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Gaston Leval and (Spanish) anarchism

Rudolf de Jong | IISG
Time period: 1921-1939
Number of interviews: 1 (1 person)
Accessibility: for research purposes
Transcripts: none
Period of interviews: 16 April 1973

Type interview: scientific

This interview can be found in DAAN, the digital archive of Sound & Vision under “Stichting film en wetenschap” en/of “Gaston Leval (Ps. Pierre Piller), Franse anarchist”

There also exists a transcription of an interview with the interviewer Rudolf de Jonge


Medium: 3 audio tapes

Rudolf de Jong interviewed Gaston Leval (1895-1978) about the Spanish Civil War, Spanish anarchism, collectivizations and Leval’s trip to the Soviet Union in 1921. Leval (also pseudonym Pierre Piller) was the son of a communard and proofreader by profession. In 1915, as a French conscientious objector, he went to Spain, where he joined the anarcho-syndicalist trade union movement, the Confederación Nacional del Trabajo (CNT).


After spending several months in the Soviet Union as a delegate of the CNT in 1921, he settled in Argentina in 1924. In 1934 he returned to Spain where he experienced the Spanish Civil War as an active member of the CNT. Back in France in 1938, he was sentenced to 4.5 years in prison for conscientious objection. He escaped in 1940 and fled to the countryside. Throughout the rest of his life he remained committed to the anarchist cause in word and writing. He published a large number of articles, brochures and books in French, Spanish and Italian.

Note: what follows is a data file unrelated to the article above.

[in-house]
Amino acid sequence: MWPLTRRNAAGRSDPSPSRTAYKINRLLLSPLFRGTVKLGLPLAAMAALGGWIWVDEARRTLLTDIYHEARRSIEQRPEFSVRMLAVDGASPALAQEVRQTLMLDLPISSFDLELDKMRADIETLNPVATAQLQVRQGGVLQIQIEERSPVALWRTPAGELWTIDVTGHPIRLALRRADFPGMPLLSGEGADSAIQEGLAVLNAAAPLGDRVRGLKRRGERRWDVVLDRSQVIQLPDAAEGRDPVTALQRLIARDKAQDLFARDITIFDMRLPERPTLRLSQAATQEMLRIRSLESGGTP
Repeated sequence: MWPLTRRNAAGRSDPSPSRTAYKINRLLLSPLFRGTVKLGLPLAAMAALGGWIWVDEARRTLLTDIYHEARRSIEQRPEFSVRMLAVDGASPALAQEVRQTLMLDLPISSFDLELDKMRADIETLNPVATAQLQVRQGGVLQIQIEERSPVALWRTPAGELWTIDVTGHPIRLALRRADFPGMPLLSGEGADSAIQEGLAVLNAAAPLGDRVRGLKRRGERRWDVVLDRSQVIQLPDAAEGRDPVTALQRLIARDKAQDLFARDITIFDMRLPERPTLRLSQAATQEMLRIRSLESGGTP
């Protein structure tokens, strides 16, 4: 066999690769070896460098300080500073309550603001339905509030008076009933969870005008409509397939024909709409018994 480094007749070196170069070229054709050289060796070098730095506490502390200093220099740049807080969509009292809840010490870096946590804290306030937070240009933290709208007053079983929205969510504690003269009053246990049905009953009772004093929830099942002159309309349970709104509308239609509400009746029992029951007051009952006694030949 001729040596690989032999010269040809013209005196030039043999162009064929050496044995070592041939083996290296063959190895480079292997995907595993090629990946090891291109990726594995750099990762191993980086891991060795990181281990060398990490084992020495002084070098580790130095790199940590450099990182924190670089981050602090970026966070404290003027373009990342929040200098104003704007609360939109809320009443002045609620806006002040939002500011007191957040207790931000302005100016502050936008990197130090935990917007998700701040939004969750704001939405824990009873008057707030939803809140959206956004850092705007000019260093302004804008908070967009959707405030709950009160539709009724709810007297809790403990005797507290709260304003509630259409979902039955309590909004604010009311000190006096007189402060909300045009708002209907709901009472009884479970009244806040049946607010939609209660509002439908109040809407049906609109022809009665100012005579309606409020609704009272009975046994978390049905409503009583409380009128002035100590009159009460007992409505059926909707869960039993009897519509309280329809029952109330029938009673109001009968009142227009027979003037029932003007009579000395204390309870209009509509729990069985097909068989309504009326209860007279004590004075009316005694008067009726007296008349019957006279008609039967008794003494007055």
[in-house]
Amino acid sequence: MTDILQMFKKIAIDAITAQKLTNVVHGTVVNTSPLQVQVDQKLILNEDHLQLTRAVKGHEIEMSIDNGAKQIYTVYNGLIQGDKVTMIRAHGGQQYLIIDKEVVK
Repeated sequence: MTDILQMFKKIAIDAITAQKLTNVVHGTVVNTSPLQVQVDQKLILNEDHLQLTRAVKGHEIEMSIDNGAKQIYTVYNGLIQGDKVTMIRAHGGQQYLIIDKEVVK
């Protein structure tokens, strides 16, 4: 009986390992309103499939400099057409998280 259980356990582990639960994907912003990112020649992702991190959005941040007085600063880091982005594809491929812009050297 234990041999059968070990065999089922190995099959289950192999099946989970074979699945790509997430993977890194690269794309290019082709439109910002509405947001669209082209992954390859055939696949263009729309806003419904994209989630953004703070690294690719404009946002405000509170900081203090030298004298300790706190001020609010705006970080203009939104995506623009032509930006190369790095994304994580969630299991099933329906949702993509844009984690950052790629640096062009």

The interviewer wrote an academic paper on the subject called “Triomf en tragiek in Spanje over de CNT en het anarchosyndicalisme” See page 55 of this document

Dutch SS men

Seelen, J., Stichting Zuidenwind Filmprodukties
Time period: from the pre-war period until the post-war period
Number of interviews: 8
Accessibility: not available yet

During the Second World War, between 22,000 and 25,000 Dutchmen served in Waffen-SS formations. Despite their relatively large number, they hardly went public after the war, which is why little is known about the wartime experiences of this group that was generally regarded as traitors. Their personal stories have made their way into the history books only sparsely. But this group of Dutch people, who collaborated with the Germans, is also part of the war history and in order to obtain a complete picture of the past, it is important that their stories are not lost either.


In this interview project, former Dutch SS members talk about the pre-war period, their origins and their motives for joining the Waffen-SS. They also discuss their wartime experiences. The interviews show how strong the attraction was that National Socialism exerted on some people. They also provide insight into the social consequences of their collaboration.